Do we really have to clarify what is and isn’t a selfie?
Over the past year of hard-hitting selfie coverage, gossip mags have nonchalantly expanded the definition of the term. A selfie is no longer just a photo you take of yourself. It’s now any photo with a human in it.
Like this one:
I never imagined I’d be so eager to defend the integrity of an inane viral Internet thing, but this is unsettling. Calling a random celebrity photo a selfie is like burping into a trumpet, uploading it to Soundcloud, and then tagging it with #jazz to make sure people click on it.
#SelfieTruther curmudgeon Robert Kessler, a writer, is collecting screenshots of “selfies” that are actually professional photographs.
Sharing a picture of yourself and a picture you took of yourself are not the same thing. The #selfietruther movement starts now.— Robert Kessler (@robertkessler) March 4, 2014
“This issue is probably the Benghazi of 2014,” he wrote in a Twitter DM. “The misuse of ‘selfie’ is so obviously because it’s an Internet buzzword and people will slap it on anything to get clicks.”
In each headline and caption, the term “selfie” is a stretch. At worst, the publication seems to have intentionally mislabeled the image to try to ride the buzz of a cultural phenomenon:
If 2013 was the year of the selfie, 2014 is… the year of the mega-selfie? The new selfie? The selfie-plus?
How do you take a trend that’s already booming and try to keep it fresh and exciting? Maybe by upping the ante, using it to break Twitter records. Or maybe by turning it so ubiquitous that its definition is pliable, and trusting that no one will notice or care.
But words carry implicit meaning, and that meaning matters to a whole lot of people. If you haven’t caught on that the selfie—like Snapchat and WhatsApp and other dumb things teenagers popularized—is an important cultural touchstone, you’re awfully stubborn.
The selfie has a reputation for being silly and vain, but it can actually be an empowering form of self-expression—for men and women and trans and genderqueer people, old and young, all across the Web. It’s a very pure and honest artistic pursuit to document your world by inserting yourself in it.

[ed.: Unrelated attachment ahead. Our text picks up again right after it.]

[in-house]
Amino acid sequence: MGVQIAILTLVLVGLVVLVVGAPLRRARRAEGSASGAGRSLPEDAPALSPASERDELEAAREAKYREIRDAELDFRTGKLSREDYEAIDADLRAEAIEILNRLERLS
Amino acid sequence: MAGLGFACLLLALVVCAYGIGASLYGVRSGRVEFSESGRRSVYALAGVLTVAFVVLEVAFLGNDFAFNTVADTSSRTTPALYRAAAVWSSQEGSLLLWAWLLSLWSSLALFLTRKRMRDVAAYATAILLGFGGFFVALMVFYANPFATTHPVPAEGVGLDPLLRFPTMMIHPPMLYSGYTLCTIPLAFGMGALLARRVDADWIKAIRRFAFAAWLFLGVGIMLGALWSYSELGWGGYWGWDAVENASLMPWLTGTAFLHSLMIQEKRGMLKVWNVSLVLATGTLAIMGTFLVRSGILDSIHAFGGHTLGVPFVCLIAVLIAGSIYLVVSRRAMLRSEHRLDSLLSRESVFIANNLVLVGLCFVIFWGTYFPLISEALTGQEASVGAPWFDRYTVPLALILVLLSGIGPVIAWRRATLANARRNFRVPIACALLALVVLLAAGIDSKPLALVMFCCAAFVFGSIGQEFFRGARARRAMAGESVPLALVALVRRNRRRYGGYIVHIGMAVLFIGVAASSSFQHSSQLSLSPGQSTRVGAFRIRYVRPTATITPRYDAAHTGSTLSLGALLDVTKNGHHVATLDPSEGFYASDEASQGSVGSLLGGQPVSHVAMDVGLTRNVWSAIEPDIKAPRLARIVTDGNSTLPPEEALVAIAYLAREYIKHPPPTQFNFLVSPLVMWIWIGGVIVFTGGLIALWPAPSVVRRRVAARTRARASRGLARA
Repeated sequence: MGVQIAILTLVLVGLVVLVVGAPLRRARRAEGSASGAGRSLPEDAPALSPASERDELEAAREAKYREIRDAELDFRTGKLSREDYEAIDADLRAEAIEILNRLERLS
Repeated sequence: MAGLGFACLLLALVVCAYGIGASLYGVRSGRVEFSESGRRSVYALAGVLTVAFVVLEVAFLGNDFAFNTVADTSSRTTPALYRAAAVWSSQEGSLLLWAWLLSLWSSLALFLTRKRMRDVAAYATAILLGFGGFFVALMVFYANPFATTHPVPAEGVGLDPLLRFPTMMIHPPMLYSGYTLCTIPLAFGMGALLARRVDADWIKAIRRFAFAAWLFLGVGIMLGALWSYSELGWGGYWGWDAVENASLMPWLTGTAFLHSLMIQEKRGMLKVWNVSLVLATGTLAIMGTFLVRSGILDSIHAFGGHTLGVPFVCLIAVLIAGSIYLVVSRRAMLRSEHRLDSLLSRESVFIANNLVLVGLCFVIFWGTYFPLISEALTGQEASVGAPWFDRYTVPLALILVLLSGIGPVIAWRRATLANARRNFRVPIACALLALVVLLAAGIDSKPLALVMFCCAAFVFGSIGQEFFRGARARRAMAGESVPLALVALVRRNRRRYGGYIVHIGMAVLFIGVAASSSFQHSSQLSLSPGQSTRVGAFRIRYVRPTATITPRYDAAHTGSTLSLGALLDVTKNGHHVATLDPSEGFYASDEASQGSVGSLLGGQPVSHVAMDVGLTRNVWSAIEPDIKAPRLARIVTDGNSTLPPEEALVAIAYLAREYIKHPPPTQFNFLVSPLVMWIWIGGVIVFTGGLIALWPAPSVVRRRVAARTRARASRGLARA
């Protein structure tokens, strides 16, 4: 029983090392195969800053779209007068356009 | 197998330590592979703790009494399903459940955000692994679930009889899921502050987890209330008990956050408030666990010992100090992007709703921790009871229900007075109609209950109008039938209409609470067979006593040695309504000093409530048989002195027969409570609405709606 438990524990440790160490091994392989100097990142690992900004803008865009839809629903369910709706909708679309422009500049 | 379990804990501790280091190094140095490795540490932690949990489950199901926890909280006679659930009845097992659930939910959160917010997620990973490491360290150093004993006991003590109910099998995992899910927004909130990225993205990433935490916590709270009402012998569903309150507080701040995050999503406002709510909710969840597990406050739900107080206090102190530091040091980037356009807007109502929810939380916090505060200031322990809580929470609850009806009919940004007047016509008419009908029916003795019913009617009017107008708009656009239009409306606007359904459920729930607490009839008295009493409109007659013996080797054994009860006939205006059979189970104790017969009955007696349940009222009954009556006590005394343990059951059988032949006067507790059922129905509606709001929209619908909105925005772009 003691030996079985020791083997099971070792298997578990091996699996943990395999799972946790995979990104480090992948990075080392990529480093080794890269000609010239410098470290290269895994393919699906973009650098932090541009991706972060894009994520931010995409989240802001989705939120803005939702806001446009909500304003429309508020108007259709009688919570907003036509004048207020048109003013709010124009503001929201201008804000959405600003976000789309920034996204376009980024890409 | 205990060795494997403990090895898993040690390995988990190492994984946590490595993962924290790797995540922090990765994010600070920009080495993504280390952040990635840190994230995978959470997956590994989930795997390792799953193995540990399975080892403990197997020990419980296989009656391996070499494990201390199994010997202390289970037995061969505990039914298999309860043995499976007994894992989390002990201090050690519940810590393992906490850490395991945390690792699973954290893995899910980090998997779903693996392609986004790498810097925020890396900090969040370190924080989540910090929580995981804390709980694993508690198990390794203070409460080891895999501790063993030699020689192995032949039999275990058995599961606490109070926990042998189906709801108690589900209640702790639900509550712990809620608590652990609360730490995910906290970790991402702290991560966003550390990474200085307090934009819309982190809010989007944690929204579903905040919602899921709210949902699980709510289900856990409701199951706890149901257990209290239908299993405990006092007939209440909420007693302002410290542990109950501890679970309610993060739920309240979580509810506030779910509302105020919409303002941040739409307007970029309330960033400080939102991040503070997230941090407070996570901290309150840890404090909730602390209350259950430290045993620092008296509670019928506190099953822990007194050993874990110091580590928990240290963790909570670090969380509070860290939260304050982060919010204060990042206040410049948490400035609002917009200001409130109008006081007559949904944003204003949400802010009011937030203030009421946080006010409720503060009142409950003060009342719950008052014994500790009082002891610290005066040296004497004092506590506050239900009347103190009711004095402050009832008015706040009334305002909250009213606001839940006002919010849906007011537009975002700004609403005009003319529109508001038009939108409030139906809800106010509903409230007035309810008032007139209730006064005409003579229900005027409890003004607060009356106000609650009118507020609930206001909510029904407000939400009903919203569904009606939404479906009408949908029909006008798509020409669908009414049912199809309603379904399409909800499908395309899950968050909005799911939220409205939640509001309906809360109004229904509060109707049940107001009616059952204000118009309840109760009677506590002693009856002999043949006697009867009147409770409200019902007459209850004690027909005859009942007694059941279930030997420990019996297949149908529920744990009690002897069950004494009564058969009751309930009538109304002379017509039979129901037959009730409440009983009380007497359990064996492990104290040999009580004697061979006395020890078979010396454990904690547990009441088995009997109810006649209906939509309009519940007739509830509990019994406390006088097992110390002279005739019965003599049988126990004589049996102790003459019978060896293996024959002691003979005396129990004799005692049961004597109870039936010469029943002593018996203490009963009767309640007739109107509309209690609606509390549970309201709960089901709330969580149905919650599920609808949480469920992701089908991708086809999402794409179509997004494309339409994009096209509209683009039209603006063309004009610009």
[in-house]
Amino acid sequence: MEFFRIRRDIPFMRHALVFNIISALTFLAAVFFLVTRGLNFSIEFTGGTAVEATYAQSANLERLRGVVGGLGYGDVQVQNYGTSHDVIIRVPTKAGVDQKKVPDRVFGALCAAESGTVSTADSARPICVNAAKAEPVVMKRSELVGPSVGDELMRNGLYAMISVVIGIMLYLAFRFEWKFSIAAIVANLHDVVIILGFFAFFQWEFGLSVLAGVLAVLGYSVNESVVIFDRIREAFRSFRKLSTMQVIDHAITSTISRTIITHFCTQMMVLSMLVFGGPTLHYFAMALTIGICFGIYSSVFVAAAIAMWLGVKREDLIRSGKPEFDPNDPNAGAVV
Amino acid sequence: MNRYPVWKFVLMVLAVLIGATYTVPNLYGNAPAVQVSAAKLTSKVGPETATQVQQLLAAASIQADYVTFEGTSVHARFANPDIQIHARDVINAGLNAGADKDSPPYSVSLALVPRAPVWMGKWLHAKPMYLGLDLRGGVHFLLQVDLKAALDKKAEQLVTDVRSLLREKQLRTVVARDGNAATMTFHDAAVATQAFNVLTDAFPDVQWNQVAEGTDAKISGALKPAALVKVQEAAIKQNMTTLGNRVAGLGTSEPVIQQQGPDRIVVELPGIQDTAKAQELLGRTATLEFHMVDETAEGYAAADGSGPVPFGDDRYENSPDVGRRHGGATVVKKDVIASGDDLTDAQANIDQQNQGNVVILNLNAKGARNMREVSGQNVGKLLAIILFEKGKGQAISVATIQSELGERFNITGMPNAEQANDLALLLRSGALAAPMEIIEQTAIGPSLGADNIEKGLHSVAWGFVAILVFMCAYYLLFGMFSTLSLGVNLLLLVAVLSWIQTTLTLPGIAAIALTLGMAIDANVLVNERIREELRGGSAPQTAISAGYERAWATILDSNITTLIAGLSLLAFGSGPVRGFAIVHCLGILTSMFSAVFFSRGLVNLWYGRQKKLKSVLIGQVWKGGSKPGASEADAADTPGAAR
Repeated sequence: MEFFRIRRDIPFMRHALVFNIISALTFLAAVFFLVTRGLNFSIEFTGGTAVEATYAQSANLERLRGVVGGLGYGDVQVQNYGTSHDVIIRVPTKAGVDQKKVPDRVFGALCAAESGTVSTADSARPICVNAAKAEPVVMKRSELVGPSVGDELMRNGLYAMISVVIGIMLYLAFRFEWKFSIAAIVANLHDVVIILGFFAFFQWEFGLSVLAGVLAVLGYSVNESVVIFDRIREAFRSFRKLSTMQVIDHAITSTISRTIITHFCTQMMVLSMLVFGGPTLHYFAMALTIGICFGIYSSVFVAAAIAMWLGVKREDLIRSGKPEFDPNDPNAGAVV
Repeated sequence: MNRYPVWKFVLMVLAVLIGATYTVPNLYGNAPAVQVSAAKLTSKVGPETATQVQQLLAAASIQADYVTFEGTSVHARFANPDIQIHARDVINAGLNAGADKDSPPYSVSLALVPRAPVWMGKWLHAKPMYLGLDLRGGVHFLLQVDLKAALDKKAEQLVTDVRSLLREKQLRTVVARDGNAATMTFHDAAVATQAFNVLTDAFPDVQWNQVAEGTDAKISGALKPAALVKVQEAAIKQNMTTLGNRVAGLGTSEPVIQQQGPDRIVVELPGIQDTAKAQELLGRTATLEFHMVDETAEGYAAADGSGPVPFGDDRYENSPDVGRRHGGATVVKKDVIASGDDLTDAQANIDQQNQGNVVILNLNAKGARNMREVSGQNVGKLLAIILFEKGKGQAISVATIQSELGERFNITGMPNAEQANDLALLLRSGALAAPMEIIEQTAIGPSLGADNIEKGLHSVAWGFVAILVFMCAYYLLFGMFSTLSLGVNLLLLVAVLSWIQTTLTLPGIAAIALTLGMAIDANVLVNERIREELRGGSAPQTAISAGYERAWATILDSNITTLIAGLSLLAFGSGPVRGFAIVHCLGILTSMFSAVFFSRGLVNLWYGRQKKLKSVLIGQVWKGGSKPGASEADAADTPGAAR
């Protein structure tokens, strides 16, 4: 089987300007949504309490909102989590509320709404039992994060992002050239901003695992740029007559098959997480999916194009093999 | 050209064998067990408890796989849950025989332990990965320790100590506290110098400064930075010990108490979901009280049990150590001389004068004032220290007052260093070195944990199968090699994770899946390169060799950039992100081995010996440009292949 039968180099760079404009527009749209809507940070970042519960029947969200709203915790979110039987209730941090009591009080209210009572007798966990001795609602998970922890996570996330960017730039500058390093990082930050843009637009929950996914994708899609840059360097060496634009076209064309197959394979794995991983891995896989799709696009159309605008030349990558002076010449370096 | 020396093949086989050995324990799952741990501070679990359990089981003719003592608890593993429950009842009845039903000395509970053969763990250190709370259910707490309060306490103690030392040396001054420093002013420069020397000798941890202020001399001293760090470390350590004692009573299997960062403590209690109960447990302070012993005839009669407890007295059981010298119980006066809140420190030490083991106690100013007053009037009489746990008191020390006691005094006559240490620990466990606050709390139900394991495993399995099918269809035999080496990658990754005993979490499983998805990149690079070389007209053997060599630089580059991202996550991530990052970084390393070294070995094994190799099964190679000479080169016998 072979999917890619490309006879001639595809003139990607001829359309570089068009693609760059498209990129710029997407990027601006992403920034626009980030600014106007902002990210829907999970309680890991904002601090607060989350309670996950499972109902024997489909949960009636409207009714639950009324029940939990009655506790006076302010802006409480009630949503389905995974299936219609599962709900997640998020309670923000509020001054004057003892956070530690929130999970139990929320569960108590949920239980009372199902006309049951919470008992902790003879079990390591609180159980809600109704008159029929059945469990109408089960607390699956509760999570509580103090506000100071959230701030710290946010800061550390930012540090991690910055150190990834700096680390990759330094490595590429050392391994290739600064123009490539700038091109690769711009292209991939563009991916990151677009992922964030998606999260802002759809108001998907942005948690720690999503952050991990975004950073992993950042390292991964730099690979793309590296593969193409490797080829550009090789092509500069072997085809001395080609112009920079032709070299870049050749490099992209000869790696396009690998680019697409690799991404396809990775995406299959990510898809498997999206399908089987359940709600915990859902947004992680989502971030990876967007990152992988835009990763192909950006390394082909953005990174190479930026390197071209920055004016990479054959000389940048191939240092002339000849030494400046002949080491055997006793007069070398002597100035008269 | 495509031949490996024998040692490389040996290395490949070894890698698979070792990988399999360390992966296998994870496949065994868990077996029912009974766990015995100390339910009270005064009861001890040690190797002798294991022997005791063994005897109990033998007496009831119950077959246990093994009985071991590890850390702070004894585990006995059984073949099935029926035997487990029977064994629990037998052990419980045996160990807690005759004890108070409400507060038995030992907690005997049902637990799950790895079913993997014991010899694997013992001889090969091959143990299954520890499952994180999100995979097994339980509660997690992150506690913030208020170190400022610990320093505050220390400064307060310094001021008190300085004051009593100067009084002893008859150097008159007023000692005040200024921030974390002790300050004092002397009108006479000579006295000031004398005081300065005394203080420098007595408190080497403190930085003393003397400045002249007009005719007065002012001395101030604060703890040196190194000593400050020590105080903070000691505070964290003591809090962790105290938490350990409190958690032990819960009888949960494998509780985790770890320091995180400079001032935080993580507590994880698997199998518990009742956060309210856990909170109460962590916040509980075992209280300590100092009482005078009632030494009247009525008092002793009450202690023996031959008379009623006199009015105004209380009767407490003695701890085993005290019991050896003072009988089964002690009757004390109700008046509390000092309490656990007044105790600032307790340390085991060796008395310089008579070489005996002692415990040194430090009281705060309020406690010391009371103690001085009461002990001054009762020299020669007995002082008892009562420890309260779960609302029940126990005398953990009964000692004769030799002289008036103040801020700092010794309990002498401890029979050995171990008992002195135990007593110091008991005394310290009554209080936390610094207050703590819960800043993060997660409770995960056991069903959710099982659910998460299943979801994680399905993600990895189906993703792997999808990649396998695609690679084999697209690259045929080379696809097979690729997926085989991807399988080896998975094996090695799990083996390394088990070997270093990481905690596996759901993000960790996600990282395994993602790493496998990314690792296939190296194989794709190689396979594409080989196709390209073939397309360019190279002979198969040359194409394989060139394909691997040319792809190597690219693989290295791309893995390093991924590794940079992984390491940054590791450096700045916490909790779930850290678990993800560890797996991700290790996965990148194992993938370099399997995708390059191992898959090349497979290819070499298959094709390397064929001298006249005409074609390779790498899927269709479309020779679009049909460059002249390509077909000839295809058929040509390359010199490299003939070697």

“I get that the English language evolves,” says Kessler, “but it’s just silly to call any picture of yourself a selfie. Are Van Gogh’s self-portraits selfies?”
That’s a good question. Does a selfie have to be a photograph? Does it require an arm or a mirror in the shot? What if, like Ellen DeGeneres at the Oscars, you got someone with longer arms to take the photo for you: Is that selfie still your selfie?
Maybe it doesn’t matter, as long as you’re both the subject and the artist. “If I find a photo of myself and post that to Instagram, I’d still call that a selfie,” says a friend. In the little microcosm of Instagram, you’re the director of photography. You staged the image, framed yourself, and hung it up in the little room you inhabit on the Web. That’s why Ellen’s selfie is still Ellen’s Selfie, even though Bradley Cooper took it.
At risk of offending selfie purists, I’d argue that the shot of the woman with the lion might even be, in a sense, a selfie. It’s hard to take a photo of yourself when there’s a jungle cat nuzzling you. What’s wrong with asking a local to lend a hand?
But a Getty image republished on the Daily Mail doesn’t make the cut—unless DeGeneres’s byline is on the article. In which case I have a lot to talk to her about.
Photo via Sarah Van Quickelberge/Flickr (CC BY-SA 2.0)